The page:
Retrofitting a 46-Year-Old Calculator with Wireless Charging

Jan Rychter added a new battery and wireless charging to a retro HP-25 calculator.

Cameron Coward
a month ago3D Printing / RetroTech

We live in a world full of devices designed with planned obsolescence. Apple wants you to buy the new iPhone when it comes out, so they purposefully design their smartphones to become useless within a few years. Many, if not most, modern electronic devices and appliances adhere to that philosophy. But that wasn't always the case. Manufacturers used to design products to last, because the durability and longevity of their products were selling points. For that reason and many others, some people prefer to use products that are now several decades old. But those products often lack features, which is why Jan Rychter retrofitted a 46-year-old calculator with a new battery and wireless charging.

The calculator in question is a Hewlett-Packard HP-25, a model that was in production from 1975 to 1978. It was a programmable scientific calculator designed for engineering applications. It used Reverse Polish Notation (RPN), which was popular at the time but has largely fallen out of favor. It had a ten-digit LED display that looks great, but which consumes quite a lot of power. That power originally came from rechargeable NiCad batteries. Those batteries gave up the ghost a long time ago and were inconvenient to recharge even when they were new. So Rychter killed two birds with one stone by retrofitting wireless charging and a modern battery.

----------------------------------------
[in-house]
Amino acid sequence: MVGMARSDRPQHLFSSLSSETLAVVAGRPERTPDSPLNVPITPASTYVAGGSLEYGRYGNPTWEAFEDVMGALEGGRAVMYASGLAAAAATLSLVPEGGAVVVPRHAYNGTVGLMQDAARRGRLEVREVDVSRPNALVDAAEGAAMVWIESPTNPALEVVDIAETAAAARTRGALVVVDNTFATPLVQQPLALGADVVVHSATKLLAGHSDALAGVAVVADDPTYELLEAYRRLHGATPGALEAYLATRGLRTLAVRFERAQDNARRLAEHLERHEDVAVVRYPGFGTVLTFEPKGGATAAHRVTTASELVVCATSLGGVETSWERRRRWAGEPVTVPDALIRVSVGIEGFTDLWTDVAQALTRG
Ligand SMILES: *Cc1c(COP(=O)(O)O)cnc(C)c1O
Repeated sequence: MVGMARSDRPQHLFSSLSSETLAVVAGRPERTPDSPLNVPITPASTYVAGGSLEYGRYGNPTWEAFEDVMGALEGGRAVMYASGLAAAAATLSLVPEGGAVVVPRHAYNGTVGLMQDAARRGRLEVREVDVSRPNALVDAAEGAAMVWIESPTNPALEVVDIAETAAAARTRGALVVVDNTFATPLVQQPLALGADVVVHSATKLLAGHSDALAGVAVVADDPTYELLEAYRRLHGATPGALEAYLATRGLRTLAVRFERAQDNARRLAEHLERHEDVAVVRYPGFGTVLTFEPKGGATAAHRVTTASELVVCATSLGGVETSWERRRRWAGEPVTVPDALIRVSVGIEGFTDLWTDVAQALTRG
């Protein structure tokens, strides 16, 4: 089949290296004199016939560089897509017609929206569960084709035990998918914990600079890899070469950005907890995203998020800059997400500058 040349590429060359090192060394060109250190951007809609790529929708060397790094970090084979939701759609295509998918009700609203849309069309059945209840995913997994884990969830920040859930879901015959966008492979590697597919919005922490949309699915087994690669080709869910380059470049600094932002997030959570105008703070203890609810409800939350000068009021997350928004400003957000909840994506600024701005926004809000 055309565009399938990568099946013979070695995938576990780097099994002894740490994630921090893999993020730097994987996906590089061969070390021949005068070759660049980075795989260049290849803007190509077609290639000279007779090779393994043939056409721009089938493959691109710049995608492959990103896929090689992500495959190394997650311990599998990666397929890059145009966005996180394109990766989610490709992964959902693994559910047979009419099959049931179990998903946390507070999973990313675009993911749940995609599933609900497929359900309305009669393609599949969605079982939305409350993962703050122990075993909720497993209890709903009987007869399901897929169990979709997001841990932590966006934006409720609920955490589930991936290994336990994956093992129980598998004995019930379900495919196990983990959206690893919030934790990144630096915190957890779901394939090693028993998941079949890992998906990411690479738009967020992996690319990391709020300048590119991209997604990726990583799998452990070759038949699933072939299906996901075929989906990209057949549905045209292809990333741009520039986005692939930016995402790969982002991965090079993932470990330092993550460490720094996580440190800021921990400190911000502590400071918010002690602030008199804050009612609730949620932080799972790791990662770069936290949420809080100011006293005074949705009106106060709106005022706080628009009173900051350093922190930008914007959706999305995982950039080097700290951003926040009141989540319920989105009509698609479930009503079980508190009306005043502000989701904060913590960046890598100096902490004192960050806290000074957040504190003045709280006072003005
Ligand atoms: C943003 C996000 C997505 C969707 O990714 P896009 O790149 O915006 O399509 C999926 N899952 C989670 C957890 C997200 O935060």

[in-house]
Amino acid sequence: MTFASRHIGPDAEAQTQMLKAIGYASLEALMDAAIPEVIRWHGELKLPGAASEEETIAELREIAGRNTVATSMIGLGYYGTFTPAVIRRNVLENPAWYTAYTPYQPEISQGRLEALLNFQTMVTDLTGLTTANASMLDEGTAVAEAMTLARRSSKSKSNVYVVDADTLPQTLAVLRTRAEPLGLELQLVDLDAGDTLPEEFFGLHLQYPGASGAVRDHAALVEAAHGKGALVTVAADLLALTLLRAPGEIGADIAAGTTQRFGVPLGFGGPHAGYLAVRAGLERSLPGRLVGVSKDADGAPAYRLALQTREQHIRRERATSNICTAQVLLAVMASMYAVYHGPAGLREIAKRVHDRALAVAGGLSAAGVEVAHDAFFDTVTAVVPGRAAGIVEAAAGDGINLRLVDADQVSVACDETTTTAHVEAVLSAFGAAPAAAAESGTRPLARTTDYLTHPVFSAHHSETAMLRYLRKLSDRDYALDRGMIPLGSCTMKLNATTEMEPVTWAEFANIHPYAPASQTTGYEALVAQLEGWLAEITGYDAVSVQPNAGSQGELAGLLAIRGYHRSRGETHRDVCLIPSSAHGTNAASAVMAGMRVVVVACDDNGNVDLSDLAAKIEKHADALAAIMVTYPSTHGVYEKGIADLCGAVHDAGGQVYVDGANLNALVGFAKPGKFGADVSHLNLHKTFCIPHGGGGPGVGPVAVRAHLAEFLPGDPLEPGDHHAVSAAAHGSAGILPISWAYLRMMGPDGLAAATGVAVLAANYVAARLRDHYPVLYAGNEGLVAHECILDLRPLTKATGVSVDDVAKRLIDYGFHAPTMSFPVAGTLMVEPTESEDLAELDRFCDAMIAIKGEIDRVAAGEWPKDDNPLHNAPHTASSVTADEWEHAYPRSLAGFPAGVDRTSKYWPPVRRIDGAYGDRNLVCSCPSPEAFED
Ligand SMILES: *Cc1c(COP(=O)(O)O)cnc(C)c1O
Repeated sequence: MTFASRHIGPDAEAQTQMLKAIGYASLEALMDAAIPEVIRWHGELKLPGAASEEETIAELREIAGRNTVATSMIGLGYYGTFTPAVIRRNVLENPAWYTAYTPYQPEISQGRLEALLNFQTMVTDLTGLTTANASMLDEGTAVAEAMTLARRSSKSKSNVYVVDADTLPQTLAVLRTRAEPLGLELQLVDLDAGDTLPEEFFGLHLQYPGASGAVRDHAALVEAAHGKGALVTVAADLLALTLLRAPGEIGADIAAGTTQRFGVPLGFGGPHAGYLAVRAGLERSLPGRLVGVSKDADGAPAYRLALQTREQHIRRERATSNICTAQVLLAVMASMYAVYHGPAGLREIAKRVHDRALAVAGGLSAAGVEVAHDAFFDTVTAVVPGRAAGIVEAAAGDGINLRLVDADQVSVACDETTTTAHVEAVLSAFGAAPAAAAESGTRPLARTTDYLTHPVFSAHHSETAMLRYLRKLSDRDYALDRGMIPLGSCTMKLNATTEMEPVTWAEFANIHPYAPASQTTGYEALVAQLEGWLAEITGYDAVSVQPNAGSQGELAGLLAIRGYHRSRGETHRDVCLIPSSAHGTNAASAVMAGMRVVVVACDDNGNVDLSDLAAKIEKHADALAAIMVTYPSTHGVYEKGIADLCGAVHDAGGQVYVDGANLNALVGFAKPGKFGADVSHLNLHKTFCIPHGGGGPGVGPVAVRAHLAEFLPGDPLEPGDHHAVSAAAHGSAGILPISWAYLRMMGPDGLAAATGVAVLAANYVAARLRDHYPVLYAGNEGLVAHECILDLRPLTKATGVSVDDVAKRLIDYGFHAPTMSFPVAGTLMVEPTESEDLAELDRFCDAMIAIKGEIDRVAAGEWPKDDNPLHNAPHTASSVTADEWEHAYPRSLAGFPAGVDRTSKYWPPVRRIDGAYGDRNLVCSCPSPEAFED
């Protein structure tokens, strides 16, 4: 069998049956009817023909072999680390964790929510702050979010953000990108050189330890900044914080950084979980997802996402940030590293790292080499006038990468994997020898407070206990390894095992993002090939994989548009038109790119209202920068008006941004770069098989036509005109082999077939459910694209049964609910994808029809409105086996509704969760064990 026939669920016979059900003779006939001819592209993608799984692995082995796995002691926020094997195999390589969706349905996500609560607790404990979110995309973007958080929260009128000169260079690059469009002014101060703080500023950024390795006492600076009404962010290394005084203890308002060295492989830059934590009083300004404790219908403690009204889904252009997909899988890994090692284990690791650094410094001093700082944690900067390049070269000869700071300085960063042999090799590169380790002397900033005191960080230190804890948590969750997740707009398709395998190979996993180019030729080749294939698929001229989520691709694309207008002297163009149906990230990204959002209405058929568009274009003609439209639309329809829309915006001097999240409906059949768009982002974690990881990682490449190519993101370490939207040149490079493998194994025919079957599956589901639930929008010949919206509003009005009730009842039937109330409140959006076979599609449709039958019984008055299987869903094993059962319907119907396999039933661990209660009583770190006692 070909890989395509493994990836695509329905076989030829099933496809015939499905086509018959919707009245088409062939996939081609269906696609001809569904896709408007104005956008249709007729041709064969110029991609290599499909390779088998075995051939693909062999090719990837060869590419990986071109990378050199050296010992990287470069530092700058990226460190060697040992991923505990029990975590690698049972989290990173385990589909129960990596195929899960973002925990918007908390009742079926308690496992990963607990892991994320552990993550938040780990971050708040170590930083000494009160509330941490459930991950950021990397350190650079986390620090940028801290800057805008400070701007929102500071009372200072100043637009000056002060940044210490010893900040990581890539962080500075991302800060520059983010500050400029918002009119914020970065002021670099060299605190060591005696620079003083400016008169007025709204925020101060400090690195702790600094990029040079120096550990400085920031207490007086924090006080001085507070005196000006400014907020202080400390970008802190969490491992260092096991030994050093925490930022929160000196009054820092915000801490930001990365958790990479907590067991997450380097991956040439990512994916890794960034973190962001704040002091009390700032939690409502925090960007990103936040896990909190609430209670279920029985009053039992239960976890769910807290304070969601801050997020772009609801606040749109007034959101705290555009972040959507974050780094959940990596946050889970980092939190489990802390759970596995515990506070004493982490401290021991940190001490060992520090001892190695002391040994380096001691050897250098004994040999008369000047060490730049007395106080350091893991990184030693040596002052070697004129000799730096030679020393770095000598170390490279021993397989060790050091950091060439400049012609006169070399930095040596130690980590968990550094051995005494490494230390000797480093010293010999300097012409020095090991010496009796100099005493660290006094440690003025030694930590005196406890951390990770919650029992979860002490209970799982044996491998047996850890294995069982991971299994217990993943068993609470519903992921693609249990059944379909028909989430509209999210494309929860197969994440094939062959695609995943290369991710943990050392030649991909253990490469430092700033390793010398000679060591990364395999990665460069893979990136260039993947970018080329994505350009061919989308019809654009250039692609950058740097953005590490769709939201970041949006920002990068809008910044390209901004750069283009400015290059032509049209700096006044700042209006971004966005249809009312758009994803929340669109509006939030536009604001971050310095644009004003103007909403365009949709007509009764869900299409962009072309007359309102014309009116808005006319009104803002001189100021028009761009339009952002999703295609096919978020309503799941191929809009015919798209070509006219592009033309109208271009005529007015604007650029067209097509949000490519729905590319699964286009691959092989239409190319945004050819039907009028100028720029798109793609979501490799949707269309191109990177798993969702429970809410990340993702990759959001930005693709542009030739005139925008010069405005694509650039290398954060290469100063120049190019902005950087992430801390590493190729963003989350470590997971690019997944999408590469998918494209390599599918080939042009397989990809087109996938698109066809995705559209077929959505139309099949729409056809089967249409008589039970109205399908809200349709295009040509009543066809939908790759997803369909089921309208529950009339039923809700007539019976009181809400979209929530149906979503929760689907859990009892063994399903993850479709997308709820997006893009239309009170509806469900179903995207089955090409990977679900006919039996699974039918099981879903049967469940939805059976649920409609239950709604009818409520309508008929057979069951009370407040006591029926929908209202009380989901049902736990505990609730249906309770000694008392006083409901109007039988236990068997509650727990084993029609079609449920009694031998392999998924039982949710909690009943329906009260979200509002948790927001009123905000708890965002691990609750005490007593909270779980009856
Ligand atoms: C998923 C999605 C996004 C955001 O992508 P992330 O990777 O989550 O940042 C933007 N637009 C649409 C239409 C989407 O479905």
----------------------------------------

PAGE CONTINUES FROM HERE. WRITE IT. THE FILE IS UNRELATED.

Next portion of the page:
The replacement battery is a 900mAh lithium-polymer cell, which holds enough juice for Rychter to use the calculator for weeks between charges. A replacement battery case holds that LiPo cell. Rychter designed that case in Autodesk Fusion 360 CAD software and fabricated it on a SLS (Selective Laser Sintering) 3D printer. It fits right into the same compartment as the original, so no modifications to the calculator itself were required. The LiPo battery is chargeable through a micro USB cable, but Rychter also added a Qi wireless charging coil. That means that they can recharge this vintage calculator by placing it on any modern wireless charger. The calculator's original low-battery indicator still functions, so no additional LEDs or indicators were needed.

Modern calculators may have more features, but the HP-25 offers exactly what Rychter needs and now they can use their calculator without any hassle.

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